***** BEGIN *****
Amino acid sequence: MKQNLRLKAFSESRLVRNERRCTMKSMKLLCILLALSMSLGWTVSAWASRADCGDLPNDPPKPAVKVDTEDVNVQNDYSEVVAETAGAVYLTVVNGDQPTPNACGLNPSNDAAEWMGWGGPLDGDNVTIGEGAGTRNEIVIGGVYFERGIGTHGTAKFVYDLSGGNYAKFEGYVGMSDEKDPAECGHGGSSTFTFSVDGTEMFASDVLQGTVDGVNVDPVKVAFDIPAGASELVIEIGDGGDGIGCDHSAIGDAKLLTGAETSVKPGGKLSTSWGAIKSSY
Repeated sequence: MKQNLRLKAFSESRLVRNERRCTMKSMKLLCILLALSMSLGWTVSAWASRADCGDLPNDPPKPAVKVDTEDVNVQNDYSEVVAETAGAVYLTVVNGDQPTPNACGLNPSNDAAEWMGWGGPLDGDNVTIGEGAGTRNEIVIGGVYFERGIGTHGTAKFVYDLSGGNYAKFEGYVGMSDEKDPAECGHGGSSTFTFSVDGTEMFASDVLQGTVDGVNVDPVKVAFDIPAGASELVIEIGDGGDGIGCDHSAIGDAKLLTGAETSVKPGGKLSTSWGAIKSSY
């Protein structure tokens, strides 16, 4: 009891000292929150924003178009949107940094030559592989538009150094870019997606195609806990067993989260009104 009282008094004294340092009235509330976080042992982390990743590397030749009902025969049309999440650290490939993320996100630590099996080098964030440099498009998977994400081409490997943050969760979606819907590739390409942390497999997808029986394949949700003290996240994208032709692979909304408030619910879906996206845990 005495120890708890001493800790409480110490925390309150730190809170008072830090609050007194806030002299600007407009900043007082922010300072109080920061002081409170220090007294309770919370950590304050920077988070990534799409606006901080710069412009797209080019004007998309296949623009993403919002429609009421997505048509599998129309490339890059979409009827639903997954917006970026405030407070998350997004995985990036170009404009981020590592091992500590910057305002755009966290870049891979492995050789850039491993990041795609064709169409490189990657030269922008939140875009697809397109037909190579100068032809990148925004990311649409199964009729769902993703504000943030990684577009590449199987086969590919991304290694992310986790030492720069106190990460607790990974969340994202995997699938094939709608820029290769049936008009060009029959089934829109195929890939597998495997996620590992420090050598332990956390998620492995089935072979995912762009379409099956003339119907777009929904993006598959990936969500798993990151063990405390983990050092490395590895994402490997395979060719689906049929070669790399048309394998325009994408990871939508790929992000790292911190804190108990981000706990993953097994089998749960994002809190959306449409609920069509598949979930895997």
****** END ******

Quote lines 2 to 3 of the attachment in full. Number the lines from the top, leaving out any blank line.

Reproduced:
Repeated sequence: MKQNLRLKAFSESRLVRNERRCTMKSMKLLCILLALSMSLGWTVSAWASRADCGDLPNDPPKPAVKVDTEDVNVQNDYSEVVAETAGAVYLTVVNGDQPTPNACGLNPSNDAAEWMGWGGPLDGDNVTIGEGAGTRNEIVIGGVYFERGIGTHGTAKFVYDLSGGNYAKFEGYVGMSDEKDPAECGHGGSSTFTFSVDGTEMFASDVLQGTVDGVNVDPVKVAFDIPAGASELVIEIGDGGDGIGCDHSAIGDAKLLTGAETSVKPGGKLSTSWGAIKSSY
């Protein structure tokens, strides 16, 4: 009891000292929150924003178009949107940094030559592989538009150094870019997606195609806990067993989260009104 009282008094004294340092009235509330976080042992982390990743590397030749009902025969049309999440650290490939993320996100630590099996080098964030440099498009998977994400081409490997943050969760979606819907590739390409942390497999997808029986394949949700003290996240994208032709692979909304408030619910879906996206845990 005495120890708890001493800790409480110490925390309150730190809170008072830090609050007194806030002299600007407009900043007082922010300072109080920061002081409170220090007294309770919370950590304050920077988070990534799409606006901080710069412009797209080019004007998309296949623009993403919002429609009421997505048509599998129309490339890059979409009827639903997954917006970026405030407070998350997004995985990036170009404009981020590592091992500590910057305002755009966290870049891979492995050789850039491993990041795609064709169409490189990657030269922008939140875009697809397109037909190579100068032809990148925004990311649409199964009729769902993703504000943030990684577009590449199987086969590919991304290694992310986790030492720069106190990460607790990974969340994202995997699938094939709608820029290769049936008009060009029959089934829109195929890939597998495997996620590992420090050598332990956390998620492995089935072979995912762009379409099956003339119907777009929904993006598959990936969500798993990151063990405390983990050092490395590895994402490997395979060719689906049929070669790399048309394998325009994408990871939508790929992000790292911190804190108990981000706990993953097994089998749960994002809190959306449409609920069509598949979930895997």